#ClimateChange and disaster – Antarctica’s rate of ice loss triples in just 5 years

The news from scientists studying the frozen continent isn’t good. According to a study conducted by a consortium of 84 specialists, the loss of ice in Antarctica – already thought to be a problem of immense concern – is only getting worse. Their study, published in the journal, Nature, indicates that the rate of ice loss has tripled in the last five years.

The scientists who conducted the research drew on satellite data collected over two decades, covering a total of 24 space-based surveys. And the results appear to be indisputable – Antarctica is shrinking, and the detrimental effects on its wildlife and global sea levels could prove disastrous.

What we all should know

  • Antarctica is the world’s 5th largest continent, and covers an area of roughly 14 million square kilometres (this is about 11.5 times the size of South Africa).
  • The ice sheets covering the continent are, on average, 1.6 km in depth.
  • If these ice sheets were to melt completely, global sea levels would rise 60 metres, if not more.
  • In an incredible contradiction, the Antarctic contains about 70% of Earth’s fresh water, but at the same time is classified as a desert. This owes to its low levels of precipitation and the prevailing inhospitable conditions.
  • The loss of ice since 1992 has accumulated to an unfathomable 2.7 trillion tonnes, 40% of which has been lost in the last 5 years alone.
  • This means that in the twenty years preceding 2012, the rate of annual ice loss amounted to 76 billion tonnes per year. Since 2012, this rate has skyrocketed to 219 billion tonnes per year.
  • Whereas the East Antarctic (the majority portion of the ice sheets) seems, at least for now, to be relatively stable, the West Antarctic is bearing the brunt of global warming and is the area of the greatest concern.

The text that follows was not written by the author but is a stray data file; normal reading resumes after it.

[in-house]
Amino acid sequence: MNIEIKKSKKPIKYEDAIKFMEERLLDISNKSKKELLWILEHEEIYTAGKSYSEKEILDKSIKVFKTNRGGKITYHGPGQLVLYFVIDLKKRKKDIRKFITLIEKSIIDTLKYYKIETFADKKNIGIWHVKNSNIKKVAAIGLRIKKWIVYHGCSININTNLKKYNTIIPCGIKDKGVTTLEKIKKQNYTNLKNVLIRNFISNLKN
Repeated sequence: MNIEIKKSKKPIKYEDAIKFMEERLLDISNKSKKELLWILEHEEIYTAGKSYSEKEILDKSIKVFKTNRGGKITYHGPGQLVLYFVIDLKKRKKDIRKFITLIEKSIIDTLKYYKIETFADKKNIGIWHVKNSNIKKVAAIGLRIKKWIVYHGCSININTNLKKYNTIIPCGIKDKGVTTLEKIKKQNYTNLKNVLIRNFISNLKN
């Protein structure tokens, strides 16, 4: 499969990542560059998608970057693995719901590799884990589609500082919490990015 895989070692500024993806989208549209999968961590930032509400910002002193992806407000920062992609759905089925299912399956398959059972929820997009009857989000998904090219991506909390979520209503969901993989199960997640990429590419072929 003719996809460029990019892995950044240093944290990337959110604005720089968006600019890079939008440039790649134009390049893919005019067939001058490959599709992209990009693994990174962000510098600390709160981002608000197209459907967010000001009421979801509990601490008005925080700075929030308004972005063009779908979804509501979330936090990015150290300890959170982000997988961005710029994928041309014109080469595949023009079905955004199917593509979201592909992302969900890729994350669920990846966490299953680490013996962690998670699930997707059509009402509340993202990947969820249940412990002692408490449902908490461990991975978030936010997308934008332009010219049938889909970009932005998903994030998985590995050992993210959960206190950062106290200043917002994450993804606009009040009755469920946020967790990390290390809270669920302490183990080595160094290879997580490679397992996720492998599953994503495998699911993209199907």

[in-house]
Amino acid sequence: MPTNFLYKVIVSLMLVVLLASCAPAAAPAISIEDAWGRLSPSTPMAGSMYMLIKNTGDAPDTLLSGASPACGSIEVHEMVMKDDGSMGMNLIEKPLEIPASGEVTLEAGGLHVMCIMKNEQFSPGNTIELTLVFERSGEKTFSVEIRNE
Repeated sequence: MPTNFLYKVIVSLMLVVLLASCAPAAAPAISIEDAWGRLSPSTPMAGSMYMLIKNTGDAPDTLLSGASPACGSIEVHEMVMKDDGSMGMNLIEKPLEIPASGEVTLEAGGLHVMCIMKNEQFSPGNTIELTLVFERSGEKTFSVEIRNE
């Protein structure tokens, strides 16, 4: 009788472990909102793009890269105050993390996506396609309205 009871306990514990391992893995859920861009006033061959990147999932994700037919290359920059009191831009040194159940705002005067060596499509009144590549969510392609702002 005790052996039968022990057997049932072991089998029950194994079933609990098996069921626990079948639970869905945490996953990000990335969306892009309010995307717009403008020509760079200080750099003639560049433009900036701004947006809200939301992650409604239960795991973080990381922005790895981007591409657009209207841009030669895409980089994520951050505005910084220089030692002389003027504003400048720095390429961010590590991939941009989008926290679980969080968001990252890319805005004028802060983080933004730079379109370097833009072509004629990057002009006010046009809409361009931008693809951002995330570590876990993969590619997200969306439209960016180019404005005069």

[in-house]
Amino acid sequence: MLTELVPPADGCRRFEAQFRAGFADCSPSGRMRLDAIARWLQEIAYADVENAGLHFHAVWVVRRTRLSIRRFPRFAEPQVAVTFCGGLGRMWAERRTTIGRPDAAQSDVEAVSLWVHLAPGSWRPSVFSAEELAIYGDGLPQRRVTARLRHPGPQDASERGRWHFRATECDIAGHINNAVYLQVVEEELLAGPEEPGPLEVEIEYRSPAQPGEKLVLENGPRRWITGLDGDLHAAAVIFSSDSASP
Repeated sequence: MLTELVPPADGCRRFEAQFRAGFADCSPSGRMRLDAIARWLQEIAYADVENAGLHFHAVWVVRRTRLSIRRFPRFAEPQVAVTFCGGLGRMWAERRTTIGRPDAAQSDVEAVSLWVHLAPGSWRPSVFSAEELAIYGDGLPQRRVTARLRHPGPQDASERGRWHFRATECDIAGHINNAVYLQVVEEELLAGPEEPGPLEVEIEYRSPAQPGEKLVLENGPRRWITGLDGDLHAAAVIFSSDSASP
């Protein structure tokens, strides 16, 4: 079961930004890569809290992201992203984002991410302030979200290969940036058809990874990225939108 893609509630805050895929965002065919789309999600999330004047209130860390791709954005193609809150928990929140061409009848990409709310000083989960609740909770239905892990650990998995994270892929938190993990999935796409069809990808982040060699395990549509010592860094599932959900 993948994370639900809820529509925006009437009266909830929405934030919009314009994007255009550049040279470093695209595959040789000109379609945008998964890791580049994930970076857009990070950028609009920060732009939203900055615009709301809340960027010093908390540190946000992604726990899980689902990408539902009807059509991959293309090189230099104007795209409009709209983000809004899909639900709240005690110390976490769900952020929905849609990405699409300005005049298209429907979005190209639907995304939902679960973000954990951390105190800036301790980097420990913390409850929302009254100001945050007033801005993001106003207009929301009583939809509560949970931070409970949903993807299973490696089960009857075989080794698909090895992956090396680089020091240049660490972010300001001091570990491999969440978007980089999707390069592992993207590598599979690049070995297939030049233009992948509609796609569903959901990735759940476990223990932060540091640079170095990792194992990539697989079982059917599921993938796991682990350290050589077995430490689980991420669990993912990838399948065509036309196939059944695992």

• The melting of ice shelves surrounding the continent – ice that extends from the land mass and floats on the Antarctic’s seas (or, collectively, the Antarctic Ocean) – is less troubling than glacier movement from the interior toward the seas. These enormous glaciers act as plugs (or stops) that keep ice sheets at bay. As these are lost, the ice sheets behind them become less stable and could themselves flow into the Ocean.
  • If the current patterns continue, Antarctica could soon become the leading contributor to sea level increases, ahead of run-off from the Greenland ice sheet and mountain glaciers, and the natural expansion of water as the oceans warm.
  • Since 1993, the global sea level has risen just under 8.5cm, and by 2100, sea levels may rise by over a metre when compared to a pre-industrial point of reference.
  • This may not seem that much, but it will put coastal cities at extreme risk during severe storms and winds – never mind natural disasters like tsunamis.
  • Of course, the effects on life in the region are already taking a possibly irreversible toll: colonies of Emperor Penguins, to give but one example, have lost vital breeding grounds and dietary fish.

It would seem that if the research has produced a single finding that surpasses the rest, it would perhaps be, in the words of the study’s co-leading author, simply this:

We now have an unequivocal picture of what’s happening in Antarctica… We view these results as another ringing alarm for action to slow the warming of our planet.

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